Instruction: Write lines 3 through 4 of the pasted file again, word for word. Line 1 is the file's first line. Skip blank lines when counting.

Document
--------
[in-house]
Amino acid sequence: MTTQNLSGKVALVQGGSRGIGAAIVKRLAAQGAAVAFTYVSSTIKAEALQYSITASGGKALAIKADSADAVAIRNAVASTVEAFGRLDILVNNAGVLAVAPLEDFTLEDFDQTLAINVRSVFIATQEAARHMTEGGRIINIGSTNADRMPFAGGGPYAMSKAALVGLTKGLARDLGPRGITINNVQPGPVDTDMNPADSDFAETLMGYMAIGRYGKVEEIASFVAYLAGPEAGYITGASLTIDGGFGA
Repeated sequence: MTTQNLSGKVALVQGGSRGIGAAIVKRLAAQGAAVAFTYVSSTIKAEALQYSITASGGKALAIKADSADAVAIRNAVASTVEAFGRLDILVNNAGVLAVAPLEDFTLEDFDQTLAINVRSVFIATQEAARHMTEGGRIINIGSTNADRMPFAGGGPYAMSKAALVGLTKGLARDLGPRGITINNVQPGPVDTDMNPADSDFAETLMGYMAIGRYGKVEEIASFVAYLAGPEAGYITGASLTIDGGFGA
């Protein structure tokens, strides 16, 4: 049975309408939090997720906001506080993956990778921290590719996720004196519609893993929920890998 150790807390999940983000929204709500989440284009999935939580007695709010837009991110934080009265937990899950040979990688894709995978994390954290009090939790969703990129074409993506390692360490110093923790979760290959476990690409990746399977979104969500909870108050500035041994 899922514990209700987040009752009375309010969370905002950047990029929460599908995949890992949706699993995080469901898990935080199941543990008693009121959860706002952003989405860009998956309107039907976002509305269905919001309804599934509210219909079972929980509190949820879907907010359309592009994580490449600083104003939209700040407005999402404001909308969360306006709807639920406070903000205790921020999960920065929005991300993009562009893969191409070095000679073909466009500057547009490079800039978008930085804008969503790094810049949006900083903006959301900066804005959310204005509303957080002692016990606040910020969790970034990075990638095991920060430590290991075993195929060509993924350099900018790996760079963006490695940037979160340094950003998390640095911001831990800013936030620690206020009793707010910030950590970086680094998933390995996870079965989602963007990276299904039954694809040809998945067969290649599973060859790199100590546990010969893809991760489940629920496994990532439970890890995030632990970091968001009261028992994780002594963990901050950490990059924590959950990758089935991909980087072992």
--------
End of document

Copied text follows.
Repeated sequence: MTTQNLSGKVALVQGGSRGIGAAIVKRLAAQGAAVAFTYVSSTIKAEALQYSITASGGKALAIKADSADAVAIRNAVASTVEAFGRLDILVNNAGVLAVAPLEDFTLEDFDQTLAINVRSVFIATQEAARHMTEGGRIINIGSTNADRMPFAGGGPYAMSKAALVGLTKGLARDLGPRGITINNVQPGPVDTDMNPADSDFAETLMGYMAIGRYGKVEEIASFVAYLAGPEAGYITGASLTIDGGFGA
């Protein structure tokens, strides 16, 4: 049975309408939090997720906001506080993956990778921290590719996720004196519609893993929920890998 150790807390999940983000929204709500989440284009999935939580007695709010837009991110934080009265937990899950040979990688894709995978994390954290009090939790969703990129074409993506390692360490110093923790979760290959476990690409990746399977979104969500909870108050500035041994 899922514990209700987040009752009375309010969370905002950047990029929460599908995949890992949706699993995080469901898990935080199941543990008693009121959860706002952003989405860009998956309107039907976002509305269905919001309804599934509210219909079972929980509190949820879907907010359309592009994580490449600083104003939209700040407005999402404001909308969360306006709807639920406070903000205790921020999960920065929005991300993009562009893969191409070095000679073909466009500057547009490079800039978008930085804008969503790094810049949006900083903006959301900066804005959310204005509303957080002692016990606040910020969790970034990075990638095991920060430590290991075993195929060509993924350099900018790996760079963006490695940037979160340094950003998390640095911001831990800013936030620690206020009793707010910030950590970086680094998933390995996870079965989602963007990276299904039954694809040809998945067969290649599973060859790199100590546990010969893809991760489940629920496994990532439970890890995030632990970091968001009261028992994780002594963990901050950490990059924590959950990758089935991909980087072992």